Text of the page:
Much of the argument advanced in support of expanding Canada’s fossil fuel production centres on job creation and economic benefits. Politicians, pundits and corporate spokespeople who support fossil fuel infrastructure projects—such as new oil and gas pipelines—often evoke this rhetoric when they appear in the media.

This study examines how the press—including corporate and alternative outlets—treats the relationship between jobs and the environment. Focusing on pipeline projects that connect Alberta’s oil sands to export markets, it also asks which voices are treated as authoritative and used as sources, whose views are sidelined, which arguments for and against pipelines are highlighted, and what similarities and differences exist between mainstream and alternative media coverage of pipeline controversies.

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This study is part of the Corporate Mapping Project (CMP), a research and public engagement initiative investigating the power of the fossil fuel industry. The CMP is jointly led by the University of Victoria, Canadian Centre for Policy Alternatives and the Parkland Institute. This research was supported by the Social Science and Humanities Research Council of Canada (SSHRC).

Author: Robert A. Hackett and Philippa R. Adams

Robert A. Hackett is a professor emeritus of communication at Simon Fraser University. He has written extensively on media democratization, and journalism as political communication. His most recent collaborative books include Journalism and Climate Crisis: Public Engagement, Media Alternatives (2017), Expanding Peace Journalism: Comparative and Critical Approaches (2011) and Remaking Media: The Struggle to Democratize Public Communication (2006). He is on the editorial advisory boards of Journalism Studies, Journal of Alternative and Community Media and other academic journals. He has co-founded several community-oriented media education and advocacy initiatives, including NewsWatch Canada, OpenMedia and Media Democracy Days.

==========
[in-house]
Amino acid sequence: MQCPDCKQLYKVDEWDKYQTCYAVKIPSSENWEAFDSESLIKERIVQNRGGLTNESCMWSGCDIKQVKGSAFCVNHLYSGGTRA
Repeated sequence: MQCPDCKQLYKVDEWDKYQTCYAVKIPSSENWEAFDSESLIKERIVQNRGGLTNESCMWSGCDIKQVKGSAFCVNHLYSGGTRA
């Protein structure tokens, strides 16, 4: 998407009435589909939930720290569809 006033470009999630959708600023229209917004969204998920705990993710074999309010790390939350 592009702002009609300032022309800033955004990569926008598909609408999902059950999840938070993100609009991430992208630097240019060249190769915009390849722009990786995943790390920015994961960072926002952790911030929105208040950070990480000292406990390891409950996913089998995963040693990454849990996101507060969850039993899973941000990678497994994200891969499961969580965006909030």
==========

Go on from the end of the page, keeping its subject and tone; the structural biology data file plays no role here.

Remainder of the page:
Philippa R. Adams is a PhD student in the School of Communication at Simon Fraser University. Her research focus is the way audiences in the age of social media interact with, talk about and understand popular culture, particularly film and television. She holds a BA in Political Science from the University of Victoria and an MA in Communication from SFU. Her master’s thesis examined the production process on the television series Battlestar Galactica. She works as the research manager at the GeNA Lab, where she manages a range of quantitative and qualitative research projects.